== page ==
Slippery Slope: Do We Need All This High-Tech Ski Gear?
Wearing flannel, sporting beards and donning beanies, many of the workers at the DPS ski factory in Salt Lake City look like ski bums warming up between runs at the local resort. But they are hard at work crafting some of the most advanced skis in the world.
At one station, wood and carbon fiber are sandwiched together in what looks like a giant panini press.
“I recommend not eating eating those,” joked Alex Hunt, communications manager at DPS skis.
Carbon fiber is a fairly new trend in the ski equipment market . It’s the same flexible, durable and lightweight material companies use to make modern hockey sticks or racing bikes..
“If it’s lighter, the skier is going to use less energy,” Hunt said. “Therefore they can take more runs because they’re not so tired and just have a better day.”
But carbon fiber skis are also expensive. The high-end ones cost more than $1,000.
Hunt compared it to purchasing a new car.
“A Cadillac versus a low end, entry level Chevy or Pontiac,” he said.
And just like new cars, skiing is getting more and more high-tech.
In addition to carbon fiber, there are goggles that show your text messages as they come in, boot soles that tell you if you’re edging correctly – for novices, that means how good or bad your technique is – and even USB-rechargeable heated gloves, boots and jackets.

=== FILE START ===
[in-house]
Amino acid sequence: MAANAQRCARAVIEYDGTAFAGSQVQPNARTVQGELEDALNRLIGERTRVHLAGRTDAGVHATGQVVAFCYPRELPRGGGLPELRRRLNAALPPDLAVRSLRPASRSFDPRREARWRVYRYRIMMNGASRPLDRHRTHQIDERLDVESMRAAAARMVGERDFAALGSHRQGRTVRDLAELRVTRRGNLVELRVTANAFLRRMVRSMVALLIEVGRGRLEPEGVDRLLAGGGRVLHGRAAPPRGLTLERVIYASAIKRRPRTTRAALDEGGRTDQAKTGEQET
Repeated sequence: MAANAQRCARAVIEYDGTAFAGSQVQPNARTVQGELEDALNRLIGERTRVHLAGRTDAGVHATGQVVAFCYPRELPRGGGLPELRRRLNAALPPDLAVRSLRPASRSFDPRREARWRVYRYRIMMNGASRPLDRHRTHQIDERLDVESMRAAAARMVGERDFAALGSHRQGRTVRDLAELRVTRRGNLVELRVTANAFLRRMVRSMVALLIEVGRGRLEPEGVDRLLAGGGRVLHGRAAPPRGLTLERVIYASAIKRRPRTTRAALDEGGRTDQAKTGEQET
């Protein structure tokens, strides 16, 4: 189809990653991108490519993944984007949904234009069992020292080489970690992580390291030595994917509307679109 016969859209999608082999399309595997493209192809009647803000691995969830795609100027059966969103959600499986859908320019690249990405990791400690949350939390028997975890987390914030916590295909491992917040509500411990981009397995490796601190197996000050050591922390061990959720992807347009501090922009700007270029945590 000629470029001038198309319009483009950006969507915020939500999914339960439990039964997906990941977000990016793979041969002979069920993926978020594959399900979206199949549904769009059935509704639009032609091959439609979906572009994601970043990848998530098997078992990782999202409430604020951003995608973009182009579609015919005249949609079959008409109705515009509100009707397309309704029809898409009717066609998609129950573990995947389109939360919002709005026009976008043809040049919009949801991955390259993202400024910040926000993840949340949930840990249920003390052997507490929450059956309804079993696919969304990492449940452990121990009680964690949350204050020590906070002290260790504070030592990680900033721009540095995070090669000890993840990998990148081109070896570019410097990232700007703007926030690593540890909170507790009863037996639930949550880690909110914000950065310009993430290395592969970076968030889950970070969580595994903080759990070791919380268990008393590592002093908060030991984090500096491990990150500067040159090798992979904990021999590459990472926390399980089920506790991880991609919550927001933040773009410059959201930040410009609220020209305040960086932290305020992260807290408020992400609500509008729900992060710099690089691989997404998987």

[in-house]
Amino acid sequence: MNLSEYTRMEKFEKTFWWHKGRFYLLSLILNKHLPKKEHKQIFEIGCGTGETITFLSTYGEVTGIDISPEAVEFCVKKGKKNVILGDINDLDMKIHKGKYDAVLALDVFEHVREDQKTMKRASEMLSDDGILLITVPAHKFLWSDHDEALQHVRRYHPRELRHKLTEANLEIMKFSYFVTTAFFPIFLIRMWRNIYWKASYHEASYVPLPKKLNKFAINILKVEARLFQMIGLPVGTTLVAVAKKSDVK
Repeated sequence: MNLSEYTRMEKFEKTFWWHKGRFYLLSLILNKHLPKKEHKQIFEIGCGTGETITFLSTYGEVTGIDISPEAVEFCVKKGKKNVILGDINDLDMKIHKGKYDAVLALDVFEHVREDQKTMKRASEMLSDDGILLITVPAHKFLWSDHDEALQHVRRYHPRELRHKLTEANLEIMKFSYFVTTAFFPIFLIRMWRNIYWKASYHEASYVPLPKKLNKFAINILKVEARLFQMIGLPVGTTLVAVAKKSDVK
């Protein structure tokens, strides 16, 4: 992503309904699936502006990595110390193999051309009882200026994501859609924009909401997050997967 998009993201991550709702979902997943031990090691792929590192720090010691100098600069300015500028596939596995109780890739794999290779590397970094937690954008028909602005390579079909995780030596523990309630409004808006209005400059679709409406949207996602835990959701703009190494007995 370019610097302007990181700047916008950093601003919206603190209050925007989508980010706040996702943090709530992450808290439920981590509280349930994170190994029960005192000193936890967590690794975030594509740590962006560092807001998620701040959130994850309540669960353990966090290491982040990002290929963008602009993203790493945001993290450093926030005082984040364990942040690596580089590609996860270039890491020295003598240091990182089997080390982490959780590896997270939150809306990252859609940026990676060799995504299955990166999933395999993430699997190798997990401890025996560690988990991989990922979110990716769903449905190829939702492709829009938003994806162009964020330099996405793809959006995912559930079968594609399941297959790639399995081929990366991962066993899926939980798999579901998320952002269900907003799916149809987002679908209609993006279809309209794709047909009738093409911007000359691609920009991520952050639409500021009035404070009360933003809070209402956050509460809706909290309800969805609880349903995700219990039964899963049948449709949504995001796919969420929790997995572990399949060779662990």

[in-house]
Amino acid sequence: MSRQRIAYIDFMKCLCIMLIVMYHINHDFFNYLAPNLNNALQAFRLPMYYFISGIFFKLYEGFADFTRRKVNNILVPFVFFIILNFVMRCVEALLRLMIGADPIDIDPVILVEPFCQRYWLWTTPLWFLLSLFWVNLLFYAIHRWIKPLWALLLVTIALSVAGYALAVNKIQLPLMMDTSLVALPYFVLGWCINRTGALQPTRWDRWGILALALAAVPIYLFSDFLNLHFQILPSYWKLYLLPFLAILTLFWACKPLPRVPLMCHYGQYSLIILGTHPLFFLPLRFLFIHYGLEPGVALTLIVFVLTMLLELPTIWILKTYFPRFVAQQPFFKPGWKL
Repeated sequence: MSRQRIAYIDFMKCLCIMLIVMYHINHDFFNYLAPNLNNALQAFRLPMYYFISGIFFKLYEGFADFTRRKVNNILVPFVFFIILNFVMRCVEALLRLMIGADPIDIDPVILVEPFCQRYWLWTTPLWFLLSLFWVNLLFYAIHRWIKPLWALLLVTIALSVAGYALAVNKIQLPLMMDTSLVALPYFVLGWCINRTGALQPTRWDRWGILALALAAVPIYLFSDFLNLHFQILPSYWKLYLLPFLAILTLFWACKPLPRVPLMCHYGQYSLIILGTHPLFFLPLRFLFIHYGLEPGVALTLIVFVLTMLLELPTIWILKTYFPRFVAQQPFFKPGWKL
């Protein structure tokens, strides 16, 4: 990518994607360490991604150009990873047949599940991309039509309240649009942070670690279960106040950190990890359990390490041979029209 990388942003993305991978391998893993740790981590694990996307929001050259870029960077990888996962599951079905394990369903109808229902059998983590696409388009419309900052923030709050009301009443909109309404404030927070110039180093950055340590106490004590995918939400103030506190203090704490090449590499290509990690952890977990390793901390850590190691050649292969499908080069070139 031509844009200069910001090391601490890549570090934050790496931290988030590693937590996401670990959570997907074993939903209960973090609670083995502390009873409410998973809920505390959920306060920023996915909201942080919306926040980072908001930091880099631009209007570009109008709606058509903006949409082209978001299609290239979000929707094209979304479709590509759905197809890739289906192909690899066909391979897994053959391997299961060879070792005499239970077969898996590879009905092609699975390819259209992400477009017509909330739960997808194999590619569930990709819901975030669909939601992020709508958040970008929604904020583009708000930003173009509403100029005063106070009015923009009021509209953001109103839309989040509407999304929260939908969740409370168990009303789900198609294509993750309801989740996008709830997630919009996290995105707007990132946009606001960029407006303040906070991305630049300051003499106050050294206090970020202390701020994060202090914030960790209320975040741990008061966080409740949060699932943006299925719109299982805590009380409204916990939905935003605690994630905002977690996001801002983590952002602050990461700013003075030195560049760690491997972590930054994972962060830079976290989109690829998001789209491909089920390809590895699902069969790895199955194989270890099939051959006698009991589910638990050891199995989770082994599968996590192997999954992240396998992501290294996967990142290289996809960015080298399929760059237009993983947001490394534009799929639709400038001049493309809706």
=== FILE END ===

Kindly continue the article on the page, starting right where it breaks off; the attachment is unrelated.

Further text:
According to Hunt, all this new technology is designed to make a freezing cold mountain more fun and comfortable.
“Going outside in the middle of winter, for most people, is not a pleasurable experience,” he said. “So by having the best equipment – warm gloves, good goggles so you have strong vision – it reduces all those negative things that come to mind when a lot people think about going outside in a blizzard.”
But bombing down a hill in a blizzard wearing jeans and a cheap pair of gloves is how a lot of people in the rural West skied for decades.
“When we wrap ourselves in these fabrics that make us more comfortable, you lose a lot of the ‘Break the West’ vibe that, for a long time, has been part of outdoor adventure,” said James Lynch , an editor for Popular Mechanics who reviews the latest outdoor gear.
While he loves a lot of the tech-savvy new equipment:
“I think what’s lost is the struggle,” he said. “The aspect of going outdoors and it not being comfortable. Pushing yourself, seeing what you’re capable of, and having fun in that struggle.”
But some people don’t want to freeze their butts off on a mountain. Or they want to go as fast as humanly possible down one. And they’re willing to spend the money to do so.
One market analyst group expects the ski equipment industry will be worth more than $5 billion by 2020 as businesses pump out new products.
Back at the DPS ski factory, Alex Hunt shows off one of his company’s newest inventions. It’s called Phantom and it looks clear goop.
“I guess we could maybe compare it to the feel you would get from vegetable oil,” Hunt said.
Phantom comes in little, red packages and costs $100. But rub some on your skis, put them into a special tanning bed and you’ll never have to buy wax again. Those skis, Hunt said, will stay fast season after season.
When asked why people would spend so much money on what looks like a simple sport.
“People are figuring out ways to make their lives more enjoyable on a daily basis,” he said. “And if that means spending some of that money on more or less toys, then so be it.”
This story was produced by the Mountain West News Bureau, a collaboration between Wyoming Public Media, Boise State Public Radio in Idaho, KUER in Salt Lake City and KRCC and KUNC in Colorado.
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